West Valley City Council members plan to issue a proclamation next week announcing their goal to have a no-kill animal shelter.
The proclamation will ask groups and individuals to join the city in promoting responsible animal ownership, increasing adoptions and reducing euthanasia. Council members said they intend to approve the proclamation at their Feb. 14 regular meeting.
A CITY COUNCIL PROCLAMATION REGARDING THE GOALS & OBJECTIVES OF THE ANIMAL SERVICES DIVISION OF WEST VALLEY CITY.
WHEREAS, West Valley City recognizes the importance of animals and animal stewardship in thriving communities and nations; and
WHEREAS, the Animal Services Division of the Community Preservation Department (“Animal Services”) strives to increase pet licensing, microchip identification, pet care and responsibility, education, and other programs that result in increased numbers of lost animals being returned to their owners; and
WHEREAS, Animal Services strives to decrease euthanasia of animals except when necessary due to age, illness, injury or behavior; and
WHEREAS, Animal Services employees seek to practice safe and humane euthanasia procedures based upon guidelines set forth by the American Veterinarian Medical Association (AVMA); and
WHEREAS, the West Valley City Council recognizes the hard work, compassion, and customer service displayed by the dedicated employees of the Animal Services Division, as they continually seek new and innovative ways to serve the needs of the animal community; and
WHEREAS, an essential component in obtaining and sustaining these objectives is cooperation, coordination, and communication with rescue groups and other interested parties to solicit, advertise and promote, volunteer or host events, programs, and other efforts to increase adoption of eligible animals.
NOW THEREFORE, the City Council of West Valley City, Utah does hereby call upon groups and individuals that are supportive of these stated goals to broaden their work and collaboration with West Valley City Animal Services to promote responsible animal ownership, increase adoptions, and decrease euthanasia.
FURTHERMORE, through these stated efforts the City Council proclaims a desire to attain a “No Kill Shelter” classification for the West Valley City Animal Shelter.
City Manager Wayne Pyle said officials in the past two weeks have discussed with animal advocacy groups ways, with their help, to achieve the goal.
No-kill actually means low-kill because just about all shelters put down animals that are dangerous, gravely injured or too sick to recover. Different organizations and shelters have various definitions of the term: Some use a percentage or number, while others define no-kill as putting down only animals considered to be unadoptable.
West Valley City plans to follow the lead of the Salt Lake County Animal Services, which last year achieved its goal of euthanizing fewer than five animals for every 1,000 population it serves. In the case of the West Valley shelter, which also serves Taylorsville, that will equal approximately 1,000 animals.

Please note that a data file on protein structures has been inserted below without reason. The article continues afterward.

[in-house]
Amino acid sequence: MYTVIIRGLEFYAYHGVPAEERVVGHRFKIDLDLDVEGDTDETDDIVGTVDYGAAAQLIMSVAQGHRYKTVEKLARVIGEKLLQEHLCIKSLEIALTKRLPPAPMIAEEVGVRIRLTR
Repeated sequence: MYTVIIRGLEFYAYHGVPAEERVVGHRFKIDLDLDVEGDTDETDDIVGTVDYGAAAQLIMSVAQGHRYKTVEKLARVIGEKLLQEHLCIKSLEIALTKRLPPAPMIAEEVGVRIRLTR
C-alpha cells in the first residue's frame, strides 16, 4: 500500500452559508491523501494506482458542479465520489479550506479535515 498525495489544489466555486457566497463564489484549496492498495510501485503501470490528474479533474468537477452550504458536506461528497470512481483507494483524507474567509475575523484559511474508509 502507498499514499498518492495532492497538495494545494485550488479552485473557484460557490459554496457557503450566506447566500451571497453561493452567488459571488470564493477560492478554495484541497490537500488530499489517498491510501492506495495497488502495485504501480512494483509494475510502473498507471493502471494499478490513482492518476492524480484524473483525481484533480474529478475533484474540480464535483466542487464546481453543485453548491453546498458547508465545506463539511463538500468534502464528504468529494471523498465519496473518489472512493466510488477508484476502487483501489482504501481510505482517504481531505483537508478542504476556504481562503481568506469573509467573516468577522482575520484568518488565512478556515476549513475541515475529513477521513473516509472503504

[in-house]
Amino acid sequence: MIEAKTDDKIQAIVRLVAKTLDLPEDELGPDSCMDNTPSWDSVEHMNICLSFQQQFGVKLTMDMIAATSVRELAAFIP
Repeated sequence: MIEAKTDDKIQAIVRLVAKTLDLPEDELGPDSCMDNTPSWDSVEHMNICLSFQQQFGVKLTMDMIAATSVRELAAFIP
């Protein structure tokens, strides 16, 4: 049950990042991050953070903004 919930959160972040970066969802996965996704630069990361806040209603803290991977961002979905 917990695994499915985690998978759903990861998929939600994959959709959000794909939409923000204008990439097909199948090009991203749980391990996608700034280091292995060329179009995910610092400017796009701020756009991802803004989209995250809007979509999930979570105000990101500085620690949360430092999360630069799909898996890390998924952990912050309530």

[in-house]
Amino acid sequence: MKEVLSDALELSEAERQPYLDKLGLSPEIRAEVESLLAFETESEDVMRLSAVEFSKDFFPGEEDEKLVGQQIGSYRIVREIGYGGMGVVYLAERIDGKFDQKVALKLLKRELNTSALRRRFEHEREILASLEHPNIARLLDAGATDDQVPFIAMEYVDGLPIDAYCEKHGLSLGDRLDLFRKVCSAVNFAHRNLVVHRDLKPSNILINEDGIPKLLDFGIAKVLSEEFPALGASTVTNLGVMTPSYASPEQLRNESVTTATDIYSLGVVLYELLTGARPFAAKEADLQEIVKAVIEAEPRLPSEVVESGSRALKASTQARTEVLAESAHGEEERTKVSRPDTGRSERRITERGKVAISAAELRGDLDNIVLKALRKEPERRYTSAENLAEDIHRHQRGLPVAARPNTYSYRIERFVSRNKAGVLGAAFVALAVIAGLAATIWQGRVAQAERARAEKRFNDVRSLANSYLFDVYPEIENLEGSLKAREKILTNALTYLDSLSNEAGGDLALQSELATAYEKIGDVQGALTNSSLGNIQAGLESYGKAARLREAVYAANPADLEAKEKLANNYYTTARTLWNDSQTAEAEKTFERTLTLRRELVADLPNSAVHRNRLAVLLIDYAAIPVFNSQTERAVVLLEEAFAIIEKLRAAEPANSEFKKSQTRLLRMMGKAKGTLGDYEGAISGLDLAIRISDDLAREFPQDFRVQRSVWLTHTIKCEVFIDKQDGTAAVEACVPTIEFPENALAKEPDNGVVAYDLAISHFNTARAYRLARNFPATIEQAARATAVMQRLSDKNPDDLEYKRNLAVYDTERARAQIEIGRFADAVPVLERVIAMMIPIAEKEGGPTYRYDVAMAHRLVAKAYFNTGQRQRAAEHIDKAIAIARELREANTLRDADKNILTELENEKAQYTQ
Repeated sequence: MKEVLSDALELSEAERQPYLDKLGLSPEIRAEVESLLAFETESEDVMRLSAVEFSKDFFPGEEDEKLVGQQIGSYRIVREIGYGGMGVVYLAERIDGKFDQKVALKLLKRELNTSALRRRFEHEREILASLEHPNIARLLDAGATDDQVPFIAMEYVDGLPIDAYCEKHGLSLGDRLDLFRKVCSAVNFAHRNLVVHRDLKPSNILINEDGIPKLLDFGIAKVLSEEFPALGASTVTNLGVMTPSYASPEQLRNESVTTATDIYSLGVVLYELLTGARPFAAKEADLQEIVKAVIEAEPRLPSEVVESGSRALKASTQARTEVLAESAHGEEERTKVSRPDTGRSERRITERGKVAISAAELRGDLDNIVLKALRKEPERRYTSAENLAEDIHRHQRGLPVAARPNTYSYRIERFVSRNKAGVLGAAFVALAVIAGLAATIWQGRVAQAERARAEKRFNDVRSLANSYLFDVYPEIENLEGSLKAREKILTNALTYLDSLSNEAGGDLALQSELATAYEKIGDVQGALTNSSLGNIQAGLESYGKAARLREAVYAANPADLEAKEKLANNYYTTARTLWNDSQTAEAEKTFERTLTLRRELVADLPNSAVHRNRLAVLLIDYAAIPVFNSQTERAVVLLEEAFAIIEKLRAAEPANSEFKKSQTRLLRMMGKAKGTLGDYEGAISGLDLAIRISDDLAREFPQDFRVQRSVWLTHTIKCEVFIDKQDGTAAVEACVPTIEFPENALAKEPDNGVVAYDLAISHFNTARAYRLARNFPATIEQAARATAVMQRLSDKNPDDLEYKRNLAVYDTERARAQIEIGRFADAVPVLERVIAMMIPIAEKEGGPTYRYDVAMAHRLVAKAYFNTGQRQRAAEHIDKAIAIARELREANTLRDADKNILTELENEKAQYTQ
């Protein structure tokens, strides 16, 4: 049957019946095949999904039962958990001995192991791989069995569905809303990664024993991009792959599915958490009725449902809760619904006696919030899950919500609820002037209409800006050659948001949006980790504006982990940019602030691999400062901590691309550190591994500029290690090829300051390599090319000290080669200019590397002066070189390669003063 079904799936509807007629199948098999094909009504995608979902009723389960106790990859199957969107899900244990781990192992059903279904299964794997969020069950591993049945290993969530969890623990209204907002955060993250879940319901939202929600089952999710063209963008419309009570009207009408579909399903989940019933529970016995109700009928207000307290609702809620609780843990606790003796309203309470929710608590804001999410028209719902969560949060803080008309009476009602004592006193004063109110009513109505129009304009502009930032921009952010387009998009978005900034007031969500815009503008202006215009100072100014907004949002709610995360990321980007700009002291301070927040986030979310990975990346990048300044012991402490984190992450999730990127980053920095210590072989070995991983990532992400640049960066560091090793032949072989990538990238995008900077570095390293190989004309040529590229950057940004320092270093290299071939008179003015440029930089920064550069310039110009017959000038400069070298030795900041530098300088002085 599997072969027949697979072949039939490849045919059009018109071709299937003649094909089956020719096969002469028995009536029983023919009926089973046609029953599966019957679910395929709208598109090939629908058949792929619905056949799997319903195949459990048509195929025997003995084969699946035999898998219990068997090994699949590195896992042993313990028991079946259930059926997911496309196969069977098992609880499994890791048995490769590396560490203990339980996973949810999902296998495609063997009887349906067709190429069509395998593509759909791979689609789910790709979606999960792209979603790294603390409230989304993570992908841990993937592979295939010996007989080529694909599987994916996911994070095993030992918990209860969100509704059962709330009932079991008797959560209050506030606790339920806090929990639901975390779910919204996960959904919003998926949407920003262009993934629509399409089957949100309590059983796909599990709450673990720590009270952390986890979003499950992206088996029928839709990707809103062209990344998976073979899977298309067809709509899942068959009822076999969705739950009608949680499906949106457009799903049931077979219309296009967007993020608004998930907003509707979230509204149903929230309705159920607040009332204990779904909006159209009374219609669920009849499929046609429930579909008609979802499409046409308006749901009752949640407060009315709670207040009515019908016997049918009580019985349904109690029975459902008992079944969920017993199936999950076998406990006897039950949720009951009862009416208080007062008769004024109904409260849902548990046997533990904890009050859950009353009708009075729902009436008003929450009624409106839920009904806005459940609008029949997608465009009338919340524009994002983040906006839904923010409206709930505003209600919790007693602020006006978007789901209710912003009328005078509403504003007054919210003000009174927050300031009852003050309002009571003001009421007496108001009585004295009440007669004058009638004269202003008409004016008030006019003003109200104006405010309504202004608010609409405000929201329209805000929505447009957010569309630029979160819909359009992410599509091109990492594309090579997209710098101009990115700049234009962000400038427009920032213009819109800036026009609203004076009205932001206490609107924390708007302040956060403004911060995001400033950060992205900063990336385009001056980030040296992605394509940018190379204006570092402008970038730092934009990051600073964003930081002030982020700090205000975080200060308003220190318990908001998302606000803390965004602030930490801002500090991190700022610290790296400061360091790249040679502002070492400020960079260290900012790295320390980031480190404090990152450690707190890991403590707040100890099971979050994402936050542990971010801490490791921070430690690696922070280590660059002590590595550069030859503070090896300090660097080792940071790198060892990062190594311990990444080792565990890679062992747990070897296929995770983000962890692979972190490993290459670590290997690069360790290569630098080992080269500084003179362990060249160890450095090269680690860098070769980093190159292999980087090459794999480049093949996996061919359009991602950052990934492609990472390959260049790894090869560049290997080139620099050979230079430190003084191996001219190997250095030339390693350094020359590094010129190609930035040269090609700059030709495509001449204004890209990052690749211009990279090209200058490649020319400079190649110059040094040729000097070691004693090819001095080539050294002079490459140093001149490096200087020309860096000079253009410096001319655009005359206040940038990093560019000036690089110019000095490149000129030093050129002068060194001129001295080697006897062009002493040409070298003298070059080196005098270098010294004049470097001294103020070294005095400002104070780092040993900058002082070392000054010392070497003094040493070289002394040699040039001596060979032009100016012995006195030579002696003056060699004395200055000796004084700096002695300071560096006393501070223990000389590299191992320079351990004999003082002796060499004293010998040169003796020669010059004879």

The West Valley-Taylorsville shelter took in approximately 5,000 animals last year and put down about 1,700 animals. Most of the euthanized animals were sick, injured or not adoptable because they were vicious or feral, officials said.
At a study meeting Tuesday, council members decided to substitute the proclamation for a similar resolution that had been drafted by West Valley administrators. The resolution called for the elimination of euthanasia "to the extent possible" but also had the council giving its "full support" to shelter procedures, including the use of the gas chamber.
Animal advocates have been pressing shelter officials to discontinue use of the carbon monoxide chamber since a cat survived two attempted gassings last fall. Some also have asked for the shelter to become no-kill.
West Valley officials have said that the shelter will continue to use both carbon monoxide and injection because allowing employees to choose which method to use reduces the emotional toll of euthanasia on staff.
Councilman Corey Ruston, who wrote the proclamation, did not include any mention of the specific methods of euthanasia. He said the decision on the gas chamber has already been made and that the resolution sounded "defensive."
The proclamation notes the efforts by the Animal Services Division to increase pet licensing, microchip identification, pet care and responsibility and other programs that help return lost animals to their owners. It also praises employees there for their hard work, compassion and customer service.
Becoming a no-kill shelter already has the support of Taylorsville Mayor Russ Wall. In his State of the City address delivered on Feb. 1, Wall called for his city and West Valley to work together to get that designation in three years. The West Valley City proclamation does not set a deadline.
Copyright 2014 The Salt Lake Tribune. All rights reserved. This material may not be published, broadcast, rewritten or redistributed.